University of Hertfordshire

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From the same journal

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  • 1811.07931v1

    Accepted author manuscript, 3.32 MB, PDF document

  • L. K. Morabito
  • J. H. Matthews
  • P. N. Best
  • G. Gürkan
  • M. J. Jarvis
  • I. Prandoni
  • K. J. Duncan
  • M. J. Hardcastle
  • M. Kunert-Bajraszewska
  • A. P. Mechev
  • S. Mooney
  • J. Sabater
  • H. J. A. Röttgering
  • T. W. Shimwell
  • D. J. B. Smith
  • C. Tasse
  • W. L. Williams
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Original languageUndefined/Unknown
JournalAstronomy & Astrophysics
Early online date16 Aug 2018
Publication statusE-pub ahead of print - 16 Aug 2018


We present a study of the low-frequency radio properties of broad absorption line quasars (BALQSOs) from the LOFAR Two-metre Sky-Survey Data Release 1 (LDR1). The value-added LDR1 catalogue contains Pan-STARRS counterparts, which we match with the Sloan Digital Sky Survey (SDSS) DR7 and DR12 quasar catalogues. We find that BALQSOs are twice as likely to be detected at 144$\,$MHz than their non-BAL counterparts, and BALQSOs with low-ionisation species present in their spectra are three times more likely to be detected than those with only high-ionisation species. The BALQSO fraction at 144$\,$MHz is constant with increasing radio luminosity, which is inconsistent with previous results at 1.4$\,$GHz, indicating that observations at the different frequencies may be tracing different sources of radio emission. We cross-match radio sources between the Faint Images of the Radio Sky at Twenty Centimeters (FIRST) survey and LDR1, which provides a bridge via the LDR1 Pan-STARRS counterparts to identify BALQSOs in SDSS. Consequently we expand the sample of BALQSOs detected in FIRST by a factor of three. The LDR1-detected BALQSOs in our sample are almost exclusively radio-quiet (\logr $\,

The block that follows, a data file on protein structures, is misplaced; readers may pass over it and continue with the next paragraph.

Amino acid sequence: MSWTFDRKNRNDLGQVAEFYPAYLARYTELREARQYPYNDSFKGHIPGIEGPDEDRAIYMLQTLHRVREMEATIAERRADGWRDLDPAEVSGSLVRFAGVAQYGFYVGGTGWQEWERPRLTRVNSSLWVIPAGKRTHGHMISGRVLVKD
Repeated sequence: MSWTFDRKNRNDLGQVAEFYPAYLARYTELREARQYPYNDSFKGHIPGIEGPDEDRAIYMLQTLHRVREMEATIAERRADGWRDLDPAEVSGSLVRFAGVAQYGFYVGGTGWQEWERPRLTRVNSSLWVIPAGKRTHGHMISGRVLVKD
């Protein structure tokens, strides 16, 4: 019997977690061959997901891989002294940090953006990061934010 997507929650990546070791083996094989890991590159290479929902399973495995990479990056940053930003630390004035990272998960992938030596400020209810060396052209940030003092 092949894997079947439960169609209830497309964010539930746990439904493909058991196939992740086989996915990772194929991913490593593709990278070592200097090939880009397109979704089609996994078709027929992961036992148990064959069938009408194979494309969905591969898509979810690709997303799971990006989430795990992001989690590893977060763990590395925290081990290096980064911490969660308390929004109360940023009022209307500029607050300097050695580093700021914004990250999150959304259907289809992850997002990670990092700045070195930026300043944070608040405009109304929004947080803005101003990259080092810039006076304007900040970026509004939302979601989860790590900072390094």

16 figures, 3 tables and 19 pages. This paper is part of the LOFAR surveys data release 1 and has been accepted for publication in a special edition of A&A that will appear in Feb 2019, volume 622. The catalogues and images from the data release will be publicly available on upon publication of the journal. Reproduced with permission from Astronomy & Astrophysics. © 2018 ESO


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